Telemedicine: A Service Whose Time Has Arrived

By Tammy Leister, Regional Operational Manager

Telemedicine/telehealth is not a new concept but they certainly are among the new buzzwords that have surfaced since the global pandemic.

The idea of telemedicine as we know it today first appeared in 1924, depicted in Radio News Magazine as using a television and microphone for patients to communicate with a physician. Also, Dr. Willem Einthoven, inventor of the EKG in 1906, conveyed data over phone lines.

Telemedicine was used primarily to transmit information, radiological images, and was a way for medical professional to send and receive documents.  As technology and the internet expanded, so did the abilities and opportunities for telemedicine.

Telehealth has helped to expand access to care at a time when the pandemic severely restricted patient’s ability to see their doctors. COVID-19 has caused a massive acceleration in the use of telehealth.  The potential impact of utilizing telemedicine will be improved convenience and access to care, better outcomes and a more efficient healthcare system.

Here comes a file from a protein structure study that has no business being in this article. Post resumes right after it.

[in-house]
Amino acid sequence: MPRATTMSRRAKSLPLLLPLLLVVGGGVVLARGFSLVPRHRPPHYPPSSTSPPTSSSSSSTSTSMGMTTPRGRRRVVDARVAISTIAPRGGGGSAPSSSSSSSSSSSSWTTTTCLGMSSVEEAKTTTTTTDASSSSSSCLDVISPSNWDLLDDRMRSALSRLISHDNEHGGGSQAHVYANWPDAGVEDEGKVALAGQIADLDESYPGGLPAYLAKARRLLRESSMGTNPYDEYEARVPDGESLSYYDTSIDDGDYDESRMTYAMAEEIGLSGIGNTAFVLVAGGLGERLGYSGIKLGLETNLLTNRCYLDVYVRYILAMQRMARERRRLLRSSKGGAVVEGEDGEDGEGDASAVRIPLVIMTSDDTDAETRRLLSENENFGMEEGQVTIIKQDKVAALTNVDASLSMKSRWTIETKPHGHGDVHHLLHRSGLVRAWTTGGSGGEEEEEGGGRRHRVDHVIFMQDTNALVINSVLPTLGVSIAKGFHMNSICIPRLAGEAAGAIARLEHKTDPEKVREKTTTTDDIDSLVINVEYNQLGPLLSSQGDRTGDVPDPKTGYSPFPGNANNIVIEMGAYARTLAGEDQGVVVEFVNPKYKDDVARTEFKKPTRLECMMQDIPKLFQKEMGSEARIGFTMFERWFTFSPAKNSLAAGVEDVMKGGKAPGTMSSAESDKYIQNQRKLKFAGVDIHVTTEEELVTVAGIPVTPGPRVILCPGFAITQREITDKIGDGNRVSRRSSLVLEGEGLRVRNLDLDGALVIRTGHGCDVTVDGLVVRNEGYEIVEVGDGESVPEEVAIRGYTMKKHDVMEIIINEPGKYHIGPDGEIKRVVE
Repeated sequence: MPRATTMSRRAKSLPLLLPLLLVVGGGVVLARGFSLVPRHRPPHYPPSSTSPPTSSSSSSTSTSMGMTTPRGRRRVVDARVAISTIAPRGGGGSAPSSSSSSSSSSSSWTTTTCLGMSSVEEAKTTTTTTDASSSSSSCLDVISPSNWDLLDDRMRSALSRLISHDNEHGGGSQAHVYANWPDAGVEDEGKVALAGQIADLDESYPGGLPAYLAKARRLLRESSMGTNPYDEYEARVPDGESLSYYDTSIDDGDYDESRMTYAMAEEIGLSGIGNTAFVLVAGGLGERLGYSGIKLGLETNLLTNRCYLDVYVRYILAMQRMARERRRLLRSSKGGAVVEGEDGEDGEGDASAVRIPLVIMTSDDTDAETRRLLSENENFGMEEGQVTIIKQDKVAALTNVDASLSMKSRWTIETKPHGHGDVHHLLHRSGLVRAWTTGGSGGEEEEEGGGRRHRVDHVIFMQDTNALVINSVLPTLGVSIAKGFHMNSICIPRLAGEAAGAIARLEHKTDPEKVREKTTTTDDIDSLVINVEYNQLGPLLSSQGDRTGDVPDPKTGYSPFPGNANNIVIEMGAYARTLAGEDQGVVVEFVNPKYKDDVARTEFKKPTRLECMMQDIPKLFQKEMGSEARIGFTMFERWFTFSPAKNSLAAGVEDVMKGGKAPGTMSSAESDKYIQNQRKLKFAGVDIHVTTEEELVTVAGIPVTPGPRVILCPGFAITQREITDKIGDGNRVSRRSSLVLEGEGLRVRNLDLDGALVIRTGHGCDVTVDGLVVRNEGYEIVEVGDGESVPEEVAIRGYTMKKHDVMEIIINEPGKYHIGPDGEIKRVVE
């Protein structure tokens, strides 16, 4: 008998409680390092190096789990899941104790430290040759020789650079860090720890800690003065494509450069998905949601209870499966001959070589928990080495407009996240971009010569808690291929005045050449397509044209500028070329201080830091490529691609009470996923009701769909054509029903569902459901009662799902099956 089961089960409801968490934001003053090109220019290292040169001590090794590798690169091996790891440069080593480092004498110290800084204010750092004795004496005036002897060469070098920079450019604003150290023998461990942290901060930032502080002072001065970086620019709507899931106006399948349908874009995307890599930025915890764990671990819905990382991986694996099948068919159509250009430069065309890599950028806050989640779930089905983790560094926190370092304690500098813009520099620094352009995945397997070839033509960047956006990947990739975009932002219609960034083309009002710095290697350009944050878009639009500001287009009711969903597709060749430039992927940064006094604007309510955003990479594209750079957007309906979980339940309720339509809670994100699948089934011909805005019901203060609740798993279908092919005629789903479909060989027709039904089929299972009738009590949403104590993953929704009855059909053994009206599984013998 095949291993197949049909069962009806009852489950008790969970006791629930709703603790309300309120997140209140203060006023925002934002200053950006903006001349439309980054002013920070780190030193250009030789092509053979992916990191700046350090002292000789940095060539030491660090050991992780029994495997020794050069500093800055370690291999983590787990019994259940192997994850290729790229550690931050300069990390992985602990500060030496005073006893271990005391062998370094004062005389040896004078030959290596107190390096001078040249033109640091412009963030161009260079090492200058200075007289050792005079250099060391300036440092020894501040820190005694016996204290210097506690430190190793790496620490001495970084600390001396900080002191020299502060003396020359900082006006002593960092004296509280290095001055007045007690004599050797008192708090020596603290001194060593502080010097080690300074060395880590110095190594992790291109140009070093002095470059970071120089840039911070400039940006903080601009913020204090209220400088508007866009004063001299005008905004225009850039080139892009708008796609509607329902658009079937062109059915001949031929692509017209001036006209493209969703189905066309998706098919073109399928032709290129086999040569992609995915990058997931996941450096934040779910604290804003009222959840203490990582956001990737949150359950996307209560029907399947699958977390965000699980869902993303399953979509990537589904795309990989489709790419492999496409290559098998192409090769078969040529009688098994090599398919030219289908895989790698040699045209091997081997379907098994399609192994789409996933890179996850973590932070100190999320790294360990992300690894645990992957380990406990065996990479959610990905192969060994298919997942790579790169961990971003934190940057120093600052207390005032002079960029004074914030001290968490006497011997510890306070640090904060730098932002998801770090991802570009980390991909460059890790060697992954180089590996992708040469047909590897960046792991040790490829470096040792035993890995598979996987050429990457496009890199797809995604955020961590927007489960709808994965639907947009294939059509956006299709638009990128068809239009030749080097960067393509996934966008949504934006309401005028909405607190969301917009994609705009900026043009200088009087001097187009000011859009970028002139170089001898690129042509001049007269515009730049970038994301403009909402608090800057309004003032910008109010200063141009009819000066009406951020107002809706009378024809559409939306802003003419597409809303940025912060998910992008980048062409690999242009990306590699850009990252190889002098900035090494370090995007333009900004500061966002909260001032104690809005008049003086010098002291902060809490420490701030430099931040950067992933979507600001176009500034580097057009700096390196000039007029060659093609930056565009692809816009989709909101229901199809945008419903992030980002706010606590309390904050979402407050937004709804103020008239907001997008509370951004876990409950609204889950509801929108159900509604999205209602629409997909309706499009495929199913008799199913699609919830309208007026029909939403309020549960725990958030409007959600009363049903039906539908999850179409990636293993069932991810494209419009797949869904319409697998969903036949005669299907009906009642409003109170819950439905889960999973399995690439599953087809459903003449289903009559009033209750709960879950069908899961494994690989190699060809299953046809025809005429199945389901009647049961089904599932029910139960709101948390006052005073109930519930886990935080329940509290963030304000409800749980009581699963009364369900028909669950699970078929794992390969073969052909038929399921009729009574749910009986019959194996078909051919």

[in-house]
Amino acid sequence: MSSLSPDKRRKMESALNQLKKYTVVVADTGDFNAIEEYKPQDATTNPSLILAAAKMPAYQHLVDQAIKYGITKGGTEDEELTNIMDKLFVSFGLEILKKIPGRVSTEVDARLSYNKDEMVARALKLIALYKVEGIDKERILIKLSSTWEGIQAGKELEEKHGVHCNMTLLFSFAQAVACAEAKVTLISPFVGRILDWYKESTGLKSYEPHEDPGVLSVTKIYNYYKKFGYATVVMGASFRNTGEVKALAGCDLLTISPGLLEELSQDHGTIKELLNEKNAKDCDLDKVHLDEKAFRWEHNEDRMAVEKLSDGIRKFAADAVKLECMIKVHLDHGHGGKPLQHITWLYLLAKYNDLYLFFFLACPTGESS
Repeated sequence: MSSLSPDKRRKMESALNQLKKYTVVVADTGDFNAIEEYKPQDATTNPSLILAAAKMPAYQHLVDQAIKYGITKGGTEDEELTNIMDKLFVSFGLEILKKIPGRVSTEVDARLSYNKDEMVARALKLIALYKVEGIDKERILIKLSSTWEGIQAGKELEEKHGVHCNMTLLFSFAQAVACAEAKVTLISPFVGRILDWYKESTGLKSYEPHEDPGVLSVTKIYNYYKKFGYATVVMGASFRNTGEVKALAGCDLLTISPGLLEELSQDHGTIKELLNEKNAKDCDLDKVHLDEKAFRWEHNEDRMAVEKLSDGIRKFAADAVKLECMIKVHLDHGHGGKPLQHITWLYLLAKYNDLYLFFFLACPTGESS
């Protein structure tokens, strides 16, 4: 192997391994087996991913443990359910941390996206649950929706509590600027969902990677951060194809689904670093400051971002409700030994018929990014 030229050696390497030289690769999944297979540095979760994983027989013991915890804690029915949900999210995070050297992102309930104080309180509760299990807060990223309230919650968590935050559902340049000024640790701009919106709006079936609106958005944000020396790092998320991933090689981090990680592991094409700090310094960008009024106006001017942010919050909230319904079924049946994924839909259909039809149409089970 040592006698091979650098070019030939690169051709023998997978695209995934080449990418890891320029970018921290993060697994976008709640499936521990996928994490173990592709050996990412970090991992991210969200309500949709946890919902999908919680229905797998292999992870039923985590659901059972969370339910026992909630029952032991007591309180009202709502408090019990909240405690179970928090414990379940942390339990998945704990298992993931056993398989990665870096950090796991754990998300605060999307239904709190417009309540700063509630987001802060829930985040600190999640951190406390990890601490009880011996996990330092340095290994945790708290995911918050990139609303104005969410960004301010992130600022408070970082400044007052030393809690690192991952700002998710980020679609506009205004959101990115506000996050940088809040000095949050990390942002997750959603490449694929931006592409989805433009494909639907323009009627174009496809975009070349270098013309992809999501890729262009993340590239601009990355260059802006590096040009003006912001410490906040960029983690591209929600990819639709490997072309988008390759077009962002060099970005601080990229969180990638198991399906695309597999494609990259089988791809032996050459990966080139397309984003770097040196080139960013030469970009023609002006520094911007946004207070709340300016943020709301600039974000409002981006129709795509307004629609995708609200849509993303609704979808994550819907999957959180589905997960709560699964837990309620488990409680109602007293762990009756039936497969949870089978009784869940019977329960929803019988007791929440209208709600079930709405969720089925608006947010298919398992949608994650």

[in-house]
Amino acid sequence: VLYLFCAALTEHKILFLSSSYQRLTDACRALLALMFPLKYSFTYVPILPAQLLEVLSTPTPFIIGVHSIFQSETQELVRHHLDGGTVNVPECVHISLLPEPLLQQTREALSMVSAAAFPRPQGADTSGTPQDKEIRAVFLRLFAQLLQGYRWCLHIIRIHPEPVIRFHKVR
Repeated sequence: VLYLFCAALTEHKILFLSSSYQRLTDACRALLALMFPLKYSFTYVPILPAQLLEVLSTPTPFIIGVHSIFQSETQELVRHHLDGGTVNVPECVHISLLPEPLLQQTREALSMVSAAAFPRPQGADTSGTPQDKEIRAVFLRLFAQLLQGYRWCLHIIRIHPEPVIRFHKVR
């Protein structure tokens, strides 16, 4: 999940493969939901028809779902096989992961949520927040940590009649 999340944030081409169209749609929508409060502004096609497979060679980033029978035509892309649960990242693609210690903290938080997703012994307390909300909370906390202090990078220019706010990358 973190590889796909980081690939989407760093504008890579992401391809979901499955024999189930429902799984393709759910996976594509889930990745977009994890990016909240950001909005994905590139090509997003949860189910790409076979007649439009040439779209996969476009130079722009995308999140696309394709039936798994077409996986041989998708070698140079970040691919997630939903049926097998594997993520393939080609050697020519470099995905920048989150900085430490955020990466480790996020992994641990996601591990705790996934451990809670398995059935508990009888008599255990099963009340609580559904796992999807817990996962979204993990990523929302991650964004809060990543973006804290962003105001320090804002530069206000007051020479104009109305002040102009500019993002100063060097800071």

Telehealth has expanded form the early days when only information was shared to being available for on demand virtual urgent care visits, virtual office visits, home health and behavioral health visits.

Long-term care communities now have access to telehealth equipment and services which has positively impacted the delivery of care to seniors. Telehealth in a long-term care setting has provided the opportunity to connect residents with providers at all hours for any care need. This has enabled residents to be treated in place and avoid hospitalization when appropriate.

Telehealth will continue to grow as technology develops.  It has already positively impacted the way care is delivered by increasing access to necessary care, improving the patient experience and improved outcomes.

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